On October 4, Senator Chuck Grassley (R-IA) sent letters to three nominees to the U.S. Commodity Futures Trading Commission (CFTC) urging them to support the agency’s whistleblower program.
Each of the three nominees received a letter from Grassley. Acting Chairman of the CFTC Rostin Behnam has been nominated to be the agency’s Chairman, while Christy Goldsmith Romero, the Special Inspector General for the Troubled Asset Relief Program and Kristin Johnson, Asa Griggs Candler Professor of Law at Emory University School of Law are nominees to serve as CTFC Commissioners.
In the letters, Grassley highlighted the success of the CFTC Whistleblower Program, which has “granted whistleblower awards associated with enforcement actions that have resulted in monetary sanctions totaling more than $1 billion” as of April 2021. Additionally, fiscal year 2020 was record-setting in the number of whistleblower tips and award claims the CFTC received: the agency “granted 16 whistleblower awards totaling $20 million during the 2020 fiscal year.”
But the program’s success has come with challenges. Through the CFTC Whistleblower Program, qualified whistleblowers, individuals who voluntarily provide original information that leads to a successful enforcement action, are entitled to a monetary award of 10-30% of funds recouped by the government in the action. The CFTC pays whistleblower awards out of the Consumer Protection Fund, “which is entirely financed by sanctions paid to the CFTC by fraudsters,” according to previous WNN reporting. However, the Fund has a cap of $100 million, meaning that enforcement actions involving large sums of money and corresponding whistleblower awards threaten to deplete the Fund entirely. A reported whistleblower award totaling more than $100 million put the CFTC in danger of its own success in May.
This summer, both the Senate and the House of Representatives passed emergency legislation to fund the CFTC, the bill being an amended version of the CFTC Fund Management Act. President Biden signed into law this emergency legislation on July 6, a decision praised by whistleblower advocates. The law “addresses the financial crisis by creating a fund specifically for the operations of the CFTC Office of the Whistleblower,” prior WNN reporting states.
This new fund is separate from the fund used to pay whistleblower awards. This ensures the Office can continue to operate even if large awards deplete the award fund.”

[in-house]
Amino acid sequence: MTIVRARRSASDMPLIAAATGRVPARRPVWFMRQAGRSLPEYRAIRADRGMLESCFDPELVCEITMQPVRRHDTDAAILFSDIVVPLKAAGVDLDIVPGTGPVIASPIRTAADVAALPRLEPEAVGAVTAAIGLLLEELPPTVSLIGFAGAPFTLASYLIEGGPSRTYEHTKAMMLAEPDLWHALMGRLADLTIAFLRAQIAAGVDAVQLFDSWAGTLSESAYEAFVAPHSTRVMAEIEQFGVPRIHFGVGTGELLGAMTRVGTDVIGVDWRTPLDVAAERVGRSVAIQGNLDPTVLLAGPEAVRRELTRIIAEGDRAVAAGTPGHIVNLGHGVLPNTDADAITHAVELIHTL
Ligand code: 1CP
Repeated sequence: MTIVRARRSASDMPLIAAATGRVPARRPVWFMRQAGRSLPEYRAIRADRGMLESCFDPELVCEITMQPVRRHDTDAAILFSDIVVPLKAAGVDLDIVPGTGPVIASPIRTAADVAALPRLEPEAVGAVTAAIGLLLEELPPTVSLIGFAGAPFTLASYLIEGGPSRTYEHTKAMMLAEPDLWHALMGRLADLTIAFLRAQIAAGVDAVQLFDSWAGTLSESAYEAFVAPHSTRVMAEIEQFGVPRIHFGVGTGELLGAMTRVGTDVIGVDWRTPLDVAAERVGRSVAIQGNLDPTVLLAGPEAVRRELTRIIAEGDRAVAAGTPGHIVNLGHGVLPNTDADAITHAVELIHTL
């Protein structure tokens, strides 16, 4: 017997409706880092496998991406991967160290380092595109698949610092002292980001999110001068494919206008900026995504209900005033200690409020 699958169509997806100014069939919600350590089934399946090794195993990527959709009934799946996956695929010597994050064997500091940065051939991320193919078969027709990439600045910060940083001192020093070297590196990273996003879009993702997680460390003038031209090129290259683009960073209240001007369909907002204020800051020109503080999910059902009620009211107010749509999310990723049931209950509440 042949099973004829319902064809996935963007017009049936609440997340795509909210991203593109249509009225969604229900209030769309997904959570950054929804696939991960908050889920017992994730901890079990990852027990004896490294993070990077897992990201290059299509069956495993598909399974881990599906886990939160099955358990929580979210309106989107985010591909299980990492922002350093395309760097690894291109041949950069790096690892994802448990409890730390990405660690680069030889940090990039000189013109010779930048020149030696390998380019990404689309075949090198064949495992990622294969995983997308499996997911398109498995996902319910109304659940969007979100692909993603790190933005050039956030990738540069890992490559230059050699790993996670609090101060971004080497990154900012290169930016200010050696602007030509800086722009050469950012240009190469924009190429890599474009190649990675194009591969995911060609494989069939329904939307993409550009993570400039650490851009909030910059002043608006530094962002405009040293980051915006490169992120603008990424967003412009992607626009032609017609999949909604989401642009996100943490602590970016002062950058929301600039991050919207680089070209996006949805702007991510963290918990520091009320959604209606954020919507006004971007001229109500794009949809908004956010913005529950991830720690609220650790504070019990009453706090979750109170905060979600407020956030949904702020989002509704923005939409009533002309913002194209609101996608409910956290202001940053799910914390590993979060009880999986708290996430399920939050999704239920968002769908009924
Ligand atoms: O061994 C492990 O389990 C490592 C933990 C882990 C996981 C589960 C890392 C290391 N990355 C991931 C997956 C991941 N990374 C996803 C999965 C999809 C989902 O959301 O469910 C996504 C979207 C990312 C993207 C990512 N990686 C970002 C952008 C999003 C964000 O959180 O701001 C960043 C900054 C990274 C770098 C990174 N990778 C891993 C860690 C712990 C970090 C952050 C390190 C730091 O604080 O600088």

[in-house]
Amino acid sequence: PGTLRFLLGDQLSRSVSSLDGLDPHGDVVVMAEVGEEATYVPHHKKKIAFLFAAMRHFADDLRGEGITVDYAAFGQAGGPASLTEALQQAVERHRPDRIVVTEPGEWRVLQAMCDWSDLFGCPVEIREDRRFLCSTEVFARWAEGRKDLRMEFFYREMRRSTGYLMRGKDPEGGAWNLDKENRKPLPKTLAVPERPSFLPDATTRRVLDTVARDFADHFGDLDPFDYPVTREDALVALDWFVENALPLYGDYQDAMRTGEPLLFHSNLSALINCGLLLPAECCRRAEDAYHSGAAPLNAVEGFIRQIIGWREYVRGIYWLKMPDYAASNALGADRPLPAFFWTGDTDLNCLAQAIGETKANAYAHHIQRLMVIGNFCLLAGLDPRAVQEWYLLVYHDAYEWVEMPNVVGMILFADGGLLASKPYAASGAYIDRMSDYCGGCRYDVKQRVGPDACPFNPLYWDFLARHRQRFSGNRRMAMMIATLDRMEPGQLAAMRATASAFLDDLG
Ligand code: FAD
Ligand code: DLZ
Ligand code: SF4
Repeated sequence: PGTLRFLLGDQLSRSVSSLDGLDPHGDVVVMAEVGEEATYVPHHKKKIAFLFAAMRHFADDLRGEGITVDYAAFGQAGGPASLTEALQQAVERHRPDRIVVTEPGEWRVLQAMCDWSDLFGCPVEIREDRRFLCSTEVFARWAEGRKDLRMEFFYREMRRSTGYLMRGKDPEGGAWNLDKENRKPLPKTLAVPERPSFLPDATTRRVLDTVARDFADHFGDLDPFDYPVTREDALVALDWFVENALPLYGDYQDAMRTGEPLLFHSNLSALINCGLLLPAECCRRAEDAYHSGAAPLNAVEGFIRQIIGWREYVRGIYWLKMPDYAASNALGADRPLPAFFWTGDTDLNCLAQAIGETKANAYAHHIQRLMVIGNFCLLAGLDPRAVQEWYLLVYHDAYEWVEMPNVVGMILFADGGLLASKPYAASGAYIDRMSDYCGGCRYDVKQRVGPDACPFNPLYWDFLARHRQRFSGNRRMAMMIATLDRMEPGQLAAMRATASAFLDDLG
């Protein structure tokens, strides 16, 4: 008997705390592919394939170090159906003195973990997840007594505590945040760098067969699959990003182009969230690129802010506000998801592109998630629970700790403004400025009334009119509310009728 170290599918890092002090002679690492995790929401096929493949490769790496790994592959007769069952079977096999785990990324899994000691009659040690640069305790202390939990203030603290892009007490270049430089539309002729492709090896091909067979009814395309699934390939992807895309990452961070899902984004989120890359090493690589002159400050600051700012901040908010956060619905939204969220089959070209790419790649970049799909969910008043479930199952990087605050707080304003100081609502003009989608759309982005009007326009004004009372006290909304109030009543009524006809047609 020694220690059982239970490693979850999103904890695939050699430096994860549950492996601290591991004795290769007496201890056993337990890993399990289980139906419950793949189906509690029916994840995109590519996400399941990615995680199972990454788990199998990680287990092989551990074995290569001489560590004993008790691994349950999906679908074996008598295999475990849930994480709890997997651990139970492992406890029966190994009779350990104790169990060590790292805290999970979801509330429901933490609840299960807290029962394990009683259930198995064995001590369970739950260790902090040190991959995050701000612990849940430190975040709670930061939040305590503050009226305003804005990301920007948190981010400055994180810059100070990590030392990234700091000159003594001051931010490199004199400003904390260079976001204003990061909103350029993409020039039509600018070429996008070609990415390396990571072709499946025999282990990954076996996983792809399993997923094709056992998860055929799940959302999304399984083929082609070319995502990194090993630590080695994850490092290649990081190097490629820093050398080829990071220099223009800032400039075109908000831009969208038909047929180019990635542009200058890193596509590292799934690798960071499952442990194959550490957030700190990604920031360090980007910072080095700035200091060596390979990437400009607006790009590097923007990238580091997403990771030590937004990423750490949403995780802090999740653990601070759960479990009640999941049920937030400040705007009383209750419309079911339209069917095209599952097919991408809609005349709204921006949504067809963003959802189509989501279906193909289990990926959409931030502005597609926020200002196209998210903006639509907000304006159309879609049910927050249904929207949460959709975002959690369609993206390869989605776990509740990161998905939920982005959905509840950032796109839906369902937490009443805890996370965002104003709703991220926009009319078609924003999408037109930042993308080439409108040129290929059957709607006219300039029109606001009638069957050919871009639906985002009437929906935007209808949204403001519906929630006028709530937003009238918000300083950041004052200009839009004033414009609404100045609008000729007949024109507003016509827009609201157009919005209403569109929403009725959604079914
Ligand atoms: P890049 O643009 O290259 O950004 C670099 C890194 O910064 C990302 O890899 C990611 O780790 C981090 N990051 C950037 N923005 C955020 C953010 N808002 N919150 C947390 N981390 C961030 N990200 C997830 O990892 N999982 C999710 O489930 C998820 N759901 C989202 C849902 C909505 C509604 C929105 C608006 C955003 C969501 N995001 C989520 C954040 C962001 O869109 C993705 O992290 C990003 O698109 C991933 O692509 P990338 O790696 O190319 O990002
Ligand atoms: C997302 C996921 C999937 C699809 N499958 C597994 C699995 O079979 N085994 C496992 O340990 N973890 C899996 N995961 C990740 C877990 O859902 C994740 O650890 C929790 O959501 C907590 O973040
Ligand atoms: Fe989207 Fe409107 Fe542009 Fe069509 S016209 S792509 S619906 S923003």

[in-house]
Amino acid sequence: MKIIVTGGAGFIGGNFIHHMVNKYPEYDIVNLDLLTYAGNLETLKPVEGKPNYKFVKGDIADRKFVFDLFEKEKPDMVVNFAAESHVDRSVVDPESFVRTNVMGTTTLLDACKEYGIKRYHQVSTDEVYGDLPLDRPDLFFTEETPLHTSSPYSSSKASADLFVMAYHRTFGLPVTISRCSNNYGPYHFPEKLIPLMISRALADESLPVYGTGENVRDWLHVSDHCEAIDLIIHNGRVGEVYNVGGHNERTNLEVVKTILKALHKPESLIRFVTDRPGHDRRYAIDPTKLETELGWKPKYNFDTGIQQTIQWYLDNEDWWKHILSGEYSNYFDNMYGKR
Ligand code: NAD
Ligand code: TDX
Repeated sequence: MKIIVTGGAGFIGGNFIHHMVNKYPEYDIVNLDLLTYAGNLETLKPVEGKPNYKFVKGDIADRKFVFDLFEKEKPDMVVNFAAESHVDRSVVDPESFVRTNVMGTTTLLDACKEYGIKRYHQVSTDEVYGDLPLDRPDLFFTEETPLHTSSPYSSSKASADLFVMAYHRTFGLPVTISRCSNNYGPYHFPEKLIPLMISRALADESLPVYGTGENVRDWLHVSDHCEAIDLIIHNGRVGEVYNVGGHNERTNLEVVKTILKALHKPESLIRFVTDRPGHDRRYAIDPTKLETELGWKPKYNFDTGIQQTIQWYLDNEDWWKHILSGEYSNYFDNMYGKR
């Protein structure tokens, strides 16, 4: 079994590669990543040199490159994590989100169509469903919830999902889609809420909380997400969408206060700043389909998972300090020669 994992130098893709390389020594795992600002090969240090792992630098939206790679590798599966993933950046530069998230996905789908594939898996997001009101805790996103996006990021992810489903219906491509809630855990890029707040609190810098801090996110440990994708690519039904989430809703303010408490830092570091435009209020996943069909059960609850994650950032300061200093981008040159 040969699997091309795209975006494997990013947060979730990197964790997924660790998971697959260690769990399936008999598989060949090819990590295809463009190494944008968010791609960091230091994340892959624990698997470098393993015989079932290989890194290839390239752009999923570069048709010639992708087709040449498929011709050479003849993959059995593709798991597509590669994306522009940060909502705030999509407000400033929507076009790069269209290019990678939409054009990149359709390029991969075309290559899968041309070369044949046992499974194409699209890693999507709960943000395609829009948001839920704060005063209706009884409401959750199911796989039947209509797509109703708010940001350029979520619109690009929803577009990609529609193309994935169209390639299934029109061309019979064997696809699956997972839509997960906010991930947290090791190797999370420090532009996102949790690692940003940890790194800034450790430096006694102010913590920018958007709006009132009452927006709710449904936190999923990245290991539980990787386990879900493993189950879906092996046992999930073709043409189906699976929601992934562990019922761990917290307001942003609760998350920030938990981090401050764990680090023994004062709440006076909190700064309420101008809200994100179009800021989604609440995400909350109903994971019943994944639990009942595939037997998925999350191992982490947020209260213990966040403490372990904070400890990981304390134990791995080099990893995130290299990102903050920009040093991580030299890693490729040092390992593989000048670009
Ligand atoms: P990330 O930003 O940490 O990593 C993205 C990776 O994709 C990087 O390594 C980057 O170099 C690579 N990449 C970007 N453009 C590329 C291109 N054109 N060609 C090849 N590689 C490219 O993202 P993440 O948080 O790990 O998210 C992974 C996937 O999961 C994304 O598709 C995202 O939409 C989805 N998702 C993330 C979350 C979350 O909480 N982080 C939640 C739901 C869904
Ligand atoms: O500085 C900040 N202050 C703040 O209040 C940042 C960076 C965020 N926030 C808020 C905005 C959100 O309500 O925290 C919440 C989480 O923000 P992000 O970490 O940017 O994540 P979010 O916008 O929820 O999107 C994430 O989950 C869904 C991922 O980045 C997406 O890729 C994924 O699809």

“The CFTC whistleblower program has been highly successful and if confirmed, you’d be responsible for ensuring its continued success,” Grassley wrote to each nominee. He enclosed a series of questions for each nominee:
“1. If confirmed [to] the CFTC, will you commit to provide the necessary resources to the CFTC whistleblower program, and ensure that whistleblowers receive their awards in a timely manner?
2. Will you work with Congress to identify ways to strengthen the CFTC whistleblower program?
3. Will you support a long-term solution to restoring the whistleblower fund and maintaining the program, such as increasing the cap of the whistleblower fund and allowing the office to use general funds?
4. The larger the monetary award, the more likely a whistleblower is to come forward. While the CFTC is statutorily limited to providing awards between 10%-30%, some whistleblower groups are concerned that an attempt may be made in the future to arbitrarily reduce the size of awards that are perceived as ‘too large.’ Do you agree that whistleblower awards should never be reduced in size simply because they are large?
5. Do you believe that whistleblowers provide a benefit to the workforce and society as a whole?”
Grassley asked Goldsmith Romero an additional question that centered on one of her past decisions and inquired about her stance on whistleblowers. “In 2019, you issued a statement announcing the launch of an ‘intelligence-based process,’ called the Financial Institution Crimes & Fine Database, which ‘identifies crimes proactively without waiting for bank self-reporting, whistleblower tips or regulator referrals.’ Do you believe that whistleblowers are an essential asset in identifying and combatting instances of fraud?” Grassley’s extra question to Goldsmith Romero read.
Grassley requested that each of the nominees provide answers to the questions by October 19, 2021.